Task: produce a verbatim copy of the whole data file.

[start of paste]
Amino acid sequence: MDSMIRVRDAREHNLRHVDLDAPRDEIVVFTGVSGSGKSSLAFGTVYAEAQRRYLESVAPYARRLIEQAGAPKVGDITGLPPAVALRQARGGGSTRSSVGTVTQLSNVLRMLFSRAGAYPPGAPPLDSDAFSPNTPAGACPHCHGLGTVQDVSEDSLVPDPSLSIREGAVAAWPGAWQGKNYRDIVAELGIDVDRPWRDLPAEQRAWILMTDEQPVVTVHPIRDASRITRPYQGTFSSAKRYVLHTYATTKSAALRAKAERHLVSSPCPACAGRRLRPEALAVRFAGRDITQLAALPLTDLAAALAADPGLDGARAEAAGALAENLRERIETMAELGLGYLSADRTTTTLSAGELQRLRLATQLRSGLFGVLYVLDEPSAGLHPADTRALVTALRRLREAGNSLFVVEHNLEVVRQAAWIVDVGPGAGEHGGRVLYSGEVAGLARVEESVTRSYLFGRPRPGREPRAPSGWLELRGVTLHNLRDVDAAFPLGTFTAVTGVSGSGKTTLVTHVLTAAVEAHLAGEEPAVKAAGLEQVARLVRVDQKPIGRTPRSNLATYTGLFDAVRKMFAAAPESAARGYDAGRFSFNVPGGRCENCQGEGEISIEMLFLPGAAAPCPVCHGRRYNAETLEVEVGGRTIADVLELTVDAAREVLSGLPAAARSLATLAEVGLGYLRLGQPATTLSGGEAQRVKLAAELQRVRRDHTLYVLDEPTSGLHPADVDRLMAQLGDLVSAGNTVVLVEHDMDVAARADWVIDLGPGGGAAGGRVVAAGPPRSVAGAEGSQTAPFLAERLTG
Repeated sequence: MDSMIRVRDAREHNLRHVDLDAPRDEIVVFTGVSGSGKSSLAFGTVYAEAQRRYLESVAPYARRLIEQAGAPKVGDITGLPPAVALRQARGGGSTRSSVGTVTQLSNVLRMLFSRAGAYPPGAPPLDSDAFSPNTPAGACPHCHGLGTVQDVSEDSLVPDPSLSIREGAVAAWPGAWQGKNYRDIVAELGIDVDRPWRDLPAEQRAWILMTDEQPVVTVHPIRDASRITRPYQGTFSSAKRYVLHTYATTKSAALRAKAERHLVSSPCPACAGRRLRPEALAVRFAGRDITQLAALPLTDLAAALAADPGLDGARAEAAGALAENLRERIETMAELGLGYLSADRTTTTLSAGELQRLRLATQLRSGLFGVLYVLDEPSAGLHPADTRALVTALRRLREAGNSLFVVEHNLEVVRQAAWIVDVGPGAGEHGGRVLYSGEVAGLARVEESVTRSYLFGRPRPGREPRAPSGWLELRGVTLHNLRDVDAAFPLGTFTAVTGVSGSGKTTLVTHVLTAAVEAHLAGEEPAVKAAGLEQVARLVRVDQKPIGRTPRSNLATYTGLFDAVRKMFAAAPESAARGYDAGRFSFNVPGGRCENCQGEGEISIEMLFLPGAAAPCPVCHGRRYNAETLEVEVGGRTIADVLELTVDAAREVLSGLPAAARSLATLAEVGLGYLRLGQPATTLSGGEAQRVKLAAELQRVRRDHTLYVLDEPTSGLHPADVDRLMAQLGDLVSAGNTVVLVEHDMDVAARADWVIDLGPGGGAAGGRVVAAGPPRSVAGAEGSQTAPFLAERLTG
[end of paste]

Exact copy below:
Amino acid sequence: MDSMIRVRDAREHNLRHVDLDAPRDEIVVFTGVSGSGKSSLAFGTVYAEAQRRYLESVAPYARRLIEQAGAPKVGDITGLPPAVALRQARGGGSTRSSVGTVTQLSNVLRMLFSRAGAYPPGAPPLDSDAFSPNTPAGACPHCHGLGTVQDVSEDSLVPDPSLSIREGAVAAWPGAWQGKNYRDIVAELGIDVDRPWRDLPAEQRAWILMTDEQPVVTVHPIRDASRITRPYQGTFSSAKRYVLHTYATTKSAALRAKAERHLVSSPCPACAGRRLRPEALAVRFAGRDITQLAALPLTDLAAALAADPGLDGARAEAAGALAENLRERIETMAELGLGYLSADRTTTTLSAGELQRLRLATQLRSGLFGVLYVLDEPSAGLHPADTRALVTALRRLREAGNSLFVVEHNLEVVRQAAWIVDVGPGAGEHGGRVLYSGEVAGLARVEESVTRSYLFGRPRPGREPRAPSGWLELRGVTLHNLRDVDAAFPLGTFTAVTGVSGSGKTTLVTHVLTAAVEAHLAGEEPAVKAAGLEQVARLVRVDQKPIGRTPRSNLATYTGLFDAVRKMFAAAPESAARGYDAGRFSFNVPGGRCENCQGEGEISIEMLFLPGAAAPCPVCHGRRYNAETLEVEVGGRTIADVLELTVDAAREVLSGLPAAARSLATLAEVGLGYLRLGQPATTLSGGEAQRVKLAAELQRVRRDHTLYVLDEPTSGLHPADVDRLMAQLGDLVSAGNTVVLVEHDMDVAARADWVIDLGPGGGAAGGRVVAAGPPRSVAGAEGSQTAPFLAERLTG
Repeated sequence: MDSMIRVRDAREHNLRHVDLDAPRDEIVVFTGVSGSGKSSLAFGTVYAEAQRRYLESVAPYARRLIEQAGAPKVGDITGLPPAVALRQARGGGSTRSSVGTVTQLSNVLRMLFSRAGAYPPGAPPLDSDAFSPNTPAGACPHCHGLGTVQDVSEDSLVPDPSLSIREGAVAAWPGAWQGKNYRDIVAELGIDVDRPWRDLPAEQRAWILMTDEQPVVTVHPIRDASRITRPYQGTFSSAKRYVLHTYATTKSAALRAKAERHLVSSPCPACAGRRLRPEALAVRFAGRDITQLAALPLTDLAAALAADPGLDGARAEAAGALAENLRERIETMAELGLGYLSADRTTTTLSAGELQRLRLATQLRSGLFGVLYVLDEPSAGLHPADTRALVTALRRLREAGNSLFVVEHNLEVVRQAAWIVDVGPGAGEHGGRVLYSGEVAGLARVEESVTRSYLFGRPRPGREPRAPSGWLELRGVTLHNLRDVDAAFPLGTFTAVTGVSGSGKTTLVTHVLTAAVEAHLAGEEPAVKAAGLEQVARLVRVDQKPIGRTPRSNLATYTGLFDAVRKMFAAAPESAARGYDAGRFSFNVPGGRCENCQGEGEISIEMLFLPGAAAPCPVCHGRRYNAETLEVEVGGRTIADVLELTVDAAREVLSGLPAAARSLATLAEVGLGYLRLGQPATTLSGGEAQRVKLAAELQRVRRDHTLYVLDEPTSGLHPADVDRLMAQLGDLVSAGNTVVLVEHDMDVAARADWVIDLGPGGGAAGGRVVAAGPPRSVAGAEGSQTAPFLAERLTG